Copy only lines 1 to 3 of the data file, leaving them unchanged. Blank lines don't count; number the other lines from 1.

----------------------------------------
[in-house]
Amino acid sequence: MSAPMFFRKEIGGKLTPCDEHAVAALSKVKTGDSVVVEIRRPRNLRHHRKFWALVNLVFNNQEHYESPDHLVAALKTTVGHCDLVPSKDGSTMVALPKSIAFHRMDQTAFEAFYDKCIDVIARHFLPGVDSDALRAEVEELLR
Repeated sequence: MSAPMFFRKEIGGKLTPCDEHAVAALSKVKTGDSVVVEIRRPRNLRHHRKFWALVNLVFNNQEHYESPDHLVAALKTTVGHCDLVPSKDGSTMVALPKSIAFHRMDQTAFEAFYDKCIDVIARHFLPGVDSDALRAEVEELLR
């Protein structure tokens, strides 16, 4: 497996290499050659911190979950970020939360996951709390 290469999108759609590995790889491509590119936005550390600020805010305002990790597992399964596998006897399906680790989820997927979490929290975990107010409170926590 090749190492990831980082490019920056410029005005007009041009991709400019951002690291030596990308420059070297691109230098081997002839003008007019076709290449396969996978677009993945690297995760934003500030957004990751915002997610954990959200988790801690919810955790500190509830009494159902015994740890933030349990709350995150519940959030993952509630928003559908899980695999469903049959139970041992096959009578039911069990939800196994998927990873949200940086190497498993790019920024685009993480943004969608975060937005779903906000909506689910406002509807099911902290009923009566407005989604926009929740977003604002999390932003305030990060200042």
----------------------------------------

[in-house]
Amino acid sequence: MSAPMFFRKEIGGKLTPCDEHAVAALSKVKTGDSVVVEIRRPRNLRHHRKFWALVNLVFNNQEHYESPDHLVAALKTTVGHCDLVPSKDGSTMVALPKSIAFHRMDQTAFEAFYDKCIDVIARHFLPGVDSDALRAEVEELLR
Repeated sequence: MSAPMFFRKEIGGKLTPCDEHAVAALSKVKTGDSVVVEIRRPRNLRHHRKFWALVNLVFNNQEHYESPDHLVAALKTTVGHCDLVPSKDGSTMVALPKSIAFHRMDQTAFEAFYDKCIDVIARHFLPGVDSDALRAEVEELLR